There may come a time when you or a loved one requires extra assistance for day to day or long term decisions. When this occurs, you or an appropriate court, may decide it is in the best interests of the person to appoint a guardian. Guardianship can be a complicated legal process. Here are a few things you should know.
What is a Guardianship
Guardianship in Florida is a legal process in which a court determines that a person's ability to make decisions have been impaired. Once the court has made this determination they appoint another responsible adult, the guardian, to make decisions on behalf of the incapacitated or impaired person.
Guardianship can be temporary or permanent and be limited or plenary, meaning the guardian has the ability to make all decisions for the person. Guardianship can also be voluntary, in which a person has previously provided that a guardian be appointed, before they were incapacitated. A guardianship can also be involuntary when someone doesn't have the capacity to care for themselves.
When Will the Court Appoint a Guardian
When a court will appoint a guardian varies depending on whether the person, or ward, is a minor or an adult.
Under Florida law, a court will appoint a guardian for a minor child under several circumstances:
- Parents of child have died
- Parents of child have become incapacitated
- Parents of child are unavailable (incarceration or other situation)
- When a minor child inherits an estate or receives proceeds of an insurance policy in excess of the statutory amount.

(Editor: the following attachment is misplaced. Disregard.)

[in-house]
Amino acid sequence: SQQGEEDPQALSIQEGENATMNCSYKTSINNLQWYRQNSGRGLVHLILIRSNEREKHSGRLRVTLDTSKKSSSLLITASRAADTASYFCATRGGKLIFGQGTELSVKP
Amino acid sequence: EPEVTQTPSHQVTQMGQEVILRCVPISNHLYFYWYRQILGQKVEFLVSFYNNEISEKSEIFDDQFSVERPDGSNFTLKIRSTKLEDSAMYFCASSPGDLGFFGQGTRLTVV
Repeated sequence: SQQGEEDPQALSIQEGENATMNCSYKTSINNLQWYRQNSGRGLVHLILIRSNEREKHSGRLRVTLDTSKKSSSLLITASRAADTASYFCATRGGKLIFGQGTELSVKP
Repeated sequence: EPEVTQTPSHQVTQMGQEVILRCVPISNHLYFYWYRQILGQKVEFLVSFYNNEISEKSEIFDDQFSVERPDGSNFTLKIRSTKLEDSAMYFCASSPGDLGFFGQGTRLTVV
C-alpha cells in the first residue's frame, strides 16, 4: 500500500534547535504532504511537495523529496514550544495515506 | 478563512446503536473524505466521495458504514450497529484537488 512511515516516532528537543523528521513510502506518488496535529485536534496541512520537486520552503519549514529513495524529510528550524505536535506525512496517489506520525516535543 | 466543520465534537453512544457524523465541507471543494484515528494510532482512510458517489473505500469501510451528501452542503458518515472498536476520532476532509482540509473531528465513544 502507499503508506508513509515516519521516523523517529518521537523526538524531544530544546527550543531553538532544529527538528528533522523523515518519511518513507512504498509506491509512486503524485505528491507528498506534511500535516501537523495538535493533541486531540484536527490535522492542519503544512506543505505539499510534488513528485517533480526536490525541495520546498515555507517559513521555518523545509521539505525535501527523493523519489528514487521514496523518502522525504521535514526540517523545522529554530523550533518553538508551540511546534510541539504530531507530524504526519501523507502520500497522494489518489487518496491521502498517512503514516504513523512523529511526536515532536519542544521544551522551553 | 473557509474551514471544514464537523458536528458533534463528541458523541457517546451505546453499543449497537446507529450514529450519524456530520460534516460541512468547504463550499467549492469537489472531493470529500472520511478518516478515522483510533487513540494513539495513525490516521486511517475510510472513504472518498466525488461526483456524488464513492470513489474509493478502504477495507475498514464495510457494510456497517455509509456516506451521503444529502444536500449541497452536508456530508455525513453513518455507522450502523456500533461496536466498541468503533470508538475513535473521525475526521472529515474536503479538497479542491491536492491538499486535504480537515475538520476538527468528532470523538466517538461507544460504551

Once appointed, the guardian of a minor child will be able to make legal decisions regarding the health, welfare, education or financial interests of the child. The duties of the guardian may be limited solely to financial issues in the event of an inheritance, or may be all encompassing. In certain circumstances, a family relative may be appointed guardian of a minor child.
In order for an adult to be appointed a guardian, they must first be deemed incapacitated by the court. This will typically involve a formal legal proceeding. As part of the proceeding, the court will appoint a committee of three persons, two physicians and another person who is qualified to make an official determination of incapacitation. This committee will make a recommendation to the court, based on a review of the evidence and formal physical and mental exams.
Can I Terminate a Guardianship
In most cases, terminating a guardianship will also require a legal proceeding. The party seeking the termination will have to provide evidence that the incapacitation is no longer present, or is reduced so that the ward may begin making certain decisions on their own.
Legal Assistance for Guardianship Proceedings
As with any legal proceeding, you should consult with a qualified legal professional regarding your guardianship case. A qualified attorney, such as those at the Law Offices of Justin McMurray, P.A., can discuss the intricacies of Florida guardianship laws and will be available to assist you throughout the hearing process and with filing various legal documents and meeting all requirements in order to protect and enforce your legal rights.